Saturday, April 4, 2009

Every day is a winding road

We've been in Busan almost a week now and are both loving it so far. Jet lag has finally caught up to us - on friday night we were supposed to go for drinks with a group of people from our orientation, but a 6:30pm power nap turned into a full night sleep - sorry guys!
After a weekend of rest I'm feeling a bit more alive, and the incredible dark circles under my eyes require a bit less cover up. I think maybe I'm finally on Korea-time...?
The past week has been crazy - we've been busy setting up our apartment, bank accounts, getting medical checks and applying for Korean credit cards so that we can get cell phones sooner. Our free time has been limited so far, but I can't complain, our coteachers have been incredible! They've spent hours after school each day helping us with all of the things we need to do, and we really would not have managed without their help.
We got a real taste of just how spoiled we'd been when we went out for dinner alone last night. We were just hoping that the restaurant had pictures on the menu, or that a server had some english, or that we'd be able to translate a menu item using my Korean phrase book - we were wrong on all counts! It was the first time since we've been here that we'd been on our own for anything. We were taken care of by the orientation leaders and then our coteachers, and finally were in a situation where the language barrier was insurmountable. Somehow George got the point across to our server that we would like her recommendation, so she pointed to something and said beef, and we agreed. What followed was one of the better meals we've had so far. Some kind of soup with mushrooms and beef that you simmer on a burner at your table - delicious! We'll definitely be going back there.
An update on work - I haven't really started yet. I go to school each morning, and sit in my office, but my teaching duties won't begin until tomorrow morning. Also on the schedule for tomorrow, my official introduction to the students and staff. I'll be giving a powerpoint presentation to the entire school tomorrow morning to show them some pictures of who I am, where I come from, and what my interests are. There are only 59 students, and and no more than 15 staff members, but I'm still a little nervous. So far my only real contact with the students was on Wednesday when we went on a field trip to a nearby farm to pick Sok (wormwood) to make a special soup. Mostly the students just ran up to me, screamed hello, then ran away laughing hysterically, but I did manage a few conversations. At my school the students don't have English names, so learning the Korean names is definitely more challenging. I leaned 5 that day, and I think once I'm in the classrooms, seeing these kids a few times a week the names will come more quickly (I hope). It was a really nice morning, enjoying the sunshine out in the country, and I really enjoyed myself.
On Friday I was allowed to sit in on the classes of my afternoon coteacher, and chaos ensued! The kids refused to focus on the lesson with this stranger at the back of the room. Linda, my coteacher was very gracious about the interruption, and let the kids ask me questions, then incorporated me into the lessons, which thrilled the kids. I'm sure in a week the novelty will wear off, but for now, they're pretty excited. From what I understand, they've had 2 foreign teachers before, both male, so I think I may be the first female foreign teacher that many of them have dealt with. Also, these are rural kids, so in their small town they aren't exposed to foreigners like the kids in the cities are.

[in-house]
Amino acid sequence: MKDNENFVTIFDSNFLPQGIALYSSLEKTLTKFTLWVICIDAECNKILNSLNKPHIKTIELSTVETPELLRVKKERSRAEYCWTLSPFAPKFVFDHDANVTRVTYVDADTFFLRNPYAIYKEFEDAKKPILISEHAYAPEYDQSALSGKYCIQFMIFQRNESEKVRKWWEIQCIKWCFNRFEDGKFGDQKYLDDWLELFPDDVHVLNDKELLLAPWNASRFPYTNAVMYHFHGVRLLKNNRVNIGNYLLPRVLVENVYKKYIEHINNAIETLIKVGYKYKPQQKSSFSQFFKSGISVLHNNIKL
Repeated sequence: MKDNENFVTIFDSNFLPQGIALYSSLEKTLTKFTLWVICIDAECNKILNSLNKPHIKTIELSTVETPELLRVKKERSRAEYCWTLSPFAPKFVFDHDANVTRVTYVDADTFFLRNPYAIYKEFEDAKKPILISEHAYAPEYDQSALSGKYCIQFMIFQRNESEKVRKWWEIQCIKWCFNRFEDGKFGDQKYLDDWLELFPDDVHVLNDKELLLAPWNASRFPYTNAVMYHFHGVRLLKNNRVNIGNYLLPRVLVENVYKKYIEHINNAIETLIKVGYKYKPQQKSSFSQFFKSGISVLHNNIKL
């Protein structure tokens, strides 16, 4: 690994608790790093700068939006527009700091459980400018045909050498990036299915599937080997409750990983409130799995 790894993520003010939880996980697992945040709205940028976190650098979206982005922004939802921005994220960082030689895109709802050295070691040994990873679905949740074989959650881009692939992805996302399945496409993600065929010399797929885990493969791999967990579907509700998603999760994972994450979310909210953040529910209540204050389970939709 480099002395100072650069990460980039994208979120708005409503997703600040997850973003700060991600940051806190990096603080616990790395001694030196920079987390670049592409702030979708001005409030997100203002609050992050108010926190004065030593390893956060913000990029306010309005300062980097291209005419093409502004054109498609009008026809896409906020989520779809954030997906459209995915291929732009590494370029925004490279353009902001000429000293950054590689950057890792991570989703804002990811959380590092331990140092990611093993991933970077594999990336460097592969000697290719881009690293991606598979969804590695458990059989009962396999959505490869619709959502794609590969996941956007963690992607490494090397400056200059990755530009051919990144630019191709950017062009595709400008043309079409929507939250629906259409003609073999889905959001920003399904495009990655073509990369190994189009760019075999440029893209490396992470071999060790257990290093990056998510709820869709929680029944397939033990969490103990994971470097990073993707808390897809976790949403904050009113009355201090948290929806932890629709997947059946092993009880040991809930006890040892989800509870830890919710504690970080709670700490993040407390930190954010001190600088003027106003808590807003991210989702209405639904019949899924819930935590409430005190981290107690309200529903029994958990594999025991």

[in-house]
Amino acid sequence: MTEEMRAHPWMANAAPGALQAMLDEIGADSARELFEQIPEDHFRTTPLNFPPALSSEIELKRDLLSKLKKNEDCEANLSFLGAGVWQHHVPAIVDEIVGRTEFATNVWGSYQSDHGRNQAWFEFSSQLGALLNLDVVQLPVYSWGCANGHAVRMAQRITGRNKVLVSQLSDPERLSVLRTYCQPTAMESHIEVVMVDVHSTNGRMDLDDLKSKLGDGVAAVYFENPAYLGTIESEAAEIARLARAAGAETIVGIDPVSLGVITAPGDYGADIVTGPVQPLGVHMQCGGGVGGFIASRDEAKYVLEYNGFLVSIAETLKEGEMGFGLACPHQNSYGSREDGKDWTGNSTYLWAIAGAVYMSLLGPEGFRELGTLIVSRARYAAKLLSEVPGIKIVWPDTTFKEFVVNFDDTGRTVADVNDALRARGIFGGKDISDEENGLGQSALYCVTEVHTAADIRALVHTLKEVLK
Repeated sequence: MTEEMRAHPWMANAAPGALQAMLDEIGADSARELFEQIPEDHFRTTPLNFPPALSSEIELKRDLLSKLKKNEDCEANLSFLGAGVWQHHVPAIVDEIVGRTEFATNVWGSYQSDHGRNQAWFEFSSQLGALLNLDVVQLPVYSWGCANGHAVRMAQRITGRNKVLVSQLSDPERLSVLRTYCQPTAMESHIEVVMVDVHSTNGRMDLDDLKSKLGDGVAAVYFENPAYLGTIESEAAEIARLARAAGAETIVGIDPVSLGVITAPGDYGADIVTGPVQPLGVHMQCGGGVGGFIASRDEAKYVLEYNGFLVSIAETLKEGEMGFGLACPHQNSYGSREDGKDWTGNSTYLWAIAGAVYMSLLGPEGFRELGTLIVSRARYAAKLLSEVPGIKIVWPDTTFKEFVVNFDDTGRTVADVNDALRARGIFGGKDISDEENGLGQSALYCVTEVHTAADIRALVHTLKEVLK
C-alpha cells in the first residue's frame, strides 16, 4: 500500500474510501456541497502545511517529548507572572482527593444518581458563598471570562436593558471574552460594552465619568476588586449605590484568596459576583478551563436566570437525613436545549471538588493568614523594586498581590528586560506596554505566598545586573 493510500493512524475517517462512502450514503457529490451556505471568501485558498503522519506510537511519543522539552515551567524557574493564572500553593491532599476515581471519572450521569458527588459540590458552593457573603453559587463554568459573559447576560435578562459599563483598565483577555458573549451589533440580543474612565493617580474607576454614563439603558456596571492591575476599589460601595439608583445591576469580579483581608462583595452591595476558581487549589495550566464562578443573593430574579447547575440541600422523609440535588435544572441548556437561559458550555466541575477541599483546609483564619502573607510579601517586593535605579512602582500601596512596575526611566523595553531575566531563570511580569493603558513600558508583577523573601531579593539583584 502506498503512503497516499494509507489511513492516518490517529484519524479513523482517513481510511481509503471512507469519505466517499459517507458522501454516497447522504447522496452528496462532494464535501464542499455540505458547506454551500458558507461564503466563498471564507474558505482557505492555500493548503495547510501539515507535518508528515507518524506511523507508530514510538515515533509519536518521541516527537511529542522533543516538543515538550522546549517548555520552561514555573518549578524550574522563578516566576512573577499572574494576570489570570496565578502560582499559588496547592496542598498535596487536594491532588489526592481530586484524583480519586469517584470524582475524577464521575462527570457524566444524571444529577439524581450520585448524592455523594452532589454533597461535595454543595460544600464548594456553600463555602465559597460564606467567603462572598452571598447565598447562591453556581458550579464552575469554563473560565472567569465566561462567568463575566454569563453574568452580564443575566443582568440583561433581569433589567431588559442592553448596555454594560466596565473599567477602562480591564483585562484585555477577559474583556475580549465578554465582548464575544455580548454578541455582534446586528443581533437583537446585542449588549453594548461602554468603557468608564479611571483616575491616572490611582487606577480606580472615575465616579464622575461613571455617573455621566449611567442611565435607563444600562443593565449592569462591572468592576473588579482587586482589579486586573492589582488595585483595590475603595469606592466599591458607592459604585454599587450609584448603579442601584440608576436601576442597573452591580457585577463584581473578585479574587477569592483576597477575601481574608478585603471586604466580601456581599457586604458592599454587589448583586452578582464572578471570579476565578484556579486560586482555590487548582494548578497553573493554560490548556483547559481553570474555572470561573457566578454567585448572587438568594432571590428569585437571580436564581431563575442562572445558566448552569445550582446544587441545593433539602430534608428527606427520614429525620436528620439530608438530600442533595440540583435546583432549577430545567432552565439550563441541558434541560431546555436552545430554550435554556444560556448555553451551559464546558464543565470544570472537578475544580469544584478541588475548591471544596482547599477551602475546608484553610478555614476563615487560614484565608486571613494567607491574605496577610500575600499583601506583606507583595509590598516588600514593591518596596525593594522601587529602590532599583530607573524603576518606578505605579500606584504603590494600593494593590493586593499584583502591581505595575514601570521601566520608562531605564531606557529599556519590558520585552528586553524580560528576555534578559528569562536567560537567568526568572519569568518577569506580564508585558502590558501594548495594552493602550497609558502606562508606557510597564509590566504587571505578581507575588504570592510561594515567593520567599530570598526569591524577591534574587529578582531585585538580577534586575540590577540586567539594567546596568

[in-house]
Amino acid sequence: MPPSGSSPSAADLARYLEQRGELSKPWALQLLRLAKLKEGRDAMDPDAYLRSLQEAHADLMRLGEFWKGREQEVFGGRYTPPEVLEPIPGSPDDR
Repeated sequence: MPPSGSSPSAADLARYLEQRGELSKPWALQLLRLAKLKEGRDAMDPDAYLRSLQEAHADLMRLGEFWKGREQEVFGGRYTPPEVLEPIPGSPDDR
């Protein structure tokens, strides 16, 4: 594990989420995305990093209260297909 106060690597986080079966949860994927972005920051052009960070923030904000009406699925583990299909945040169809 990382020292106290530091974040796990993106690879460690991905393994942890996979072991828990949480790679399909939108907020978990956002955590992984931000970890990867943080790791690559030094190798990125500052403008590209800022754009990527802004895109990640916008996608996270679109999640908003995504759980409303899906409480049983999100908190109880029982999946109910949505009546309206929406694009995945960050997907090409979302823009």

I think I'm really going to enjoy working at this school :)
After our accidental early bedtime on Friday we were both wide awake by 5am on Saturday and decided it was the perfect opportunity to walk to the beach to see the sunrise. About 15 minutes later we got our first view of the famous Haeundae beach - gorgeous, but I can't even imagine how millions of people can fit on it. The morning was completely overcast so we didn't see much of a sunrise, but being near the water was nice just the same. As we were leaving the beach I saw a woman down at the water running along the beach in a wetsuit and bathing cap, appearing to have just finished an ocean swim - I'm thinking a triathlete! She was headed in the opposite direction, and was too far away to catch up to, but it gives me hope that I'll find a club to train with here.

Just some other points of interest:
  • More examples of Korean kindness: we went to check out the gym next door, and were having troubles communicating with the receptionist, so a random guy came over and spent 5 minutes translating for us; last night we needed a break from Korean food and decided to hit up McDonalds (gross, I know). We asked a women on the street, and she let us follow her there, then gave us a coupon for a free big mac!; We were looking at plants and the storekeeper gave me a free small potted cactus because I admired it!
  • Korean food: so far, so good! I still don't think I've acquired the taste for kimchi, but since it's served at every meal I think I'll get there. Our school lunch are great - my favourites items this week: picked quail eggs and salty dried seaweed to wrap rice in.
  • Our apartment is almost fully furnished. We have a living room chair, tv stand, a sweet tv (just delivered 5 minutes ago) and are just waiting on our futon to be delivered tomorrow. Yesterday George's coteachers took us to an area with rows upon rows of plant shops (nurseries, greenhouses ... what's the correct term?), and we picked out a tree for the living room, and 3 smaller plants for the bedroom.

I think that's it for now, we're heading out to do some exploring .. if I can ever drag George away from our new tv!

Miss you all


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